Fig Ice Cream

Preparation info

  • Yields

    1 quart

    • Difficulty


Appears in

Bill Neal's Southern Cooking

Bill Neal's Southern Cooking

By Bill Neal

Published 1985

  • About

Since I moved to Chapel Hill, fig ice cream has become less and less a reality. Fig trees will survive the winters here but are often frozen back to the ground. The drought of three summers running has done more damage. My two-year-old fig tree set fruit this year, but by August the figs were dried on the vine.

Nancy Tolley shares her figs with me for the picking. Her two trees were planted by the Tottens about sixty years ago. Dr. Totten was a renowned horticulturist and botanist, and the figs were among the first plants he and his wife Annie set out on the property, putting them in even before construction on the house began. Nancy has well water to maintain the garden, but the drought was so severe this year that she had to resort to “strategic watering.” The strategy didn’t include watering the fig tree.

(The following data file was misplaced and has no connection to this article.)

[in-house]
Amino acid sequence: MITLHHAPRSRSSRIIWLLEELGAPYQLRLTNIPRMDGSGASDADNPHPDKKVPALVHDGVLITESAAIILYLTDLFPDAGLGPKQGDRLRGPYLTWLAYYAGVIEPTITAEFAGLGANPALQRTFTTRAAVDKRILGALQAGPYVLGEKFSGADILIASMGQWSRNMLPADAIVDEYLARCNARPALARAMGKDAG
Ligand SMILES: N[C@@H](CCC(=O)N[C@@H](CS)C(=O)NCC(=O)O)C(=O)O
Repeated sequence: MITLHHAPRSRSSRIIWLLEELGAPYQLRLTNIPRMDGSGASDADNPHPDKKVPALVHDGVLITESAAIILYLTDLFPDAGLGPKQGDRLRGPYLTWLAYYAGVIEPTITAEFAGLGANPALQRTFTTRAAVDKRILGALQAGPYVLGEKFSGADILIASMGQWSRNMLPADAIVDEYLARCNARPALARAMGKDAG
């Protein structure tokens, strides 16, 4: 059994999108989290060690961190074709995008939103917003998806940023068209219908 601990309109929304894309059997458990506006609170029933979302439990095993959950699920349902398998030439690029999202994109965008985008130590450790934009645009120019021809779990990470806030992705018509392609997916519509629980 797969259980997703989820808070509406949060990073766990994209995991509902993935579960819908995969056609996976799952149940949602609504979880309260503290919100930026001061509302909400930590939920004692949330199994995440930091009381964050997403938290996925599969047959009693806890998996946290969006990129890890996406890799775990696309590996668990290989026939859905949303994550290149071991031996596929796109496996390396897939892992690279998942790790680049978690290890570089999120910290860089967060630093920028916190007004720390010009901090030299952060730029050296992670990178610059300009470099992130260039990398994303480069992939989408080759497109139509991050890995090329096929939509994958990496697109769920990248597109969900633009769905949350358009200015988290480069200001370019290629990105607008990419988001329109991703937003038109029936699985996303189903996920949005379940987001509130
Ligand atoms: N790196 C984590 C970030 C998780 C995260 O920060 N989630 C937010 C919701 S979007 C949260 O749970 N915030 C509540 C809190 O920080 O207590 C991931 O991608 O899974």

When we first moved to Chapel Hill, farmers would bring paper trays full of luscious little brown figs to Fowler’s Food Store in late August and September. That was when a good number of Chapel Hill ladies in white gloves shopped with their maids. Clearly, I was too new to town and too obviously a college student to participate in this ritual. However, I took the figs within reach and went blind as a mule to the checkout line.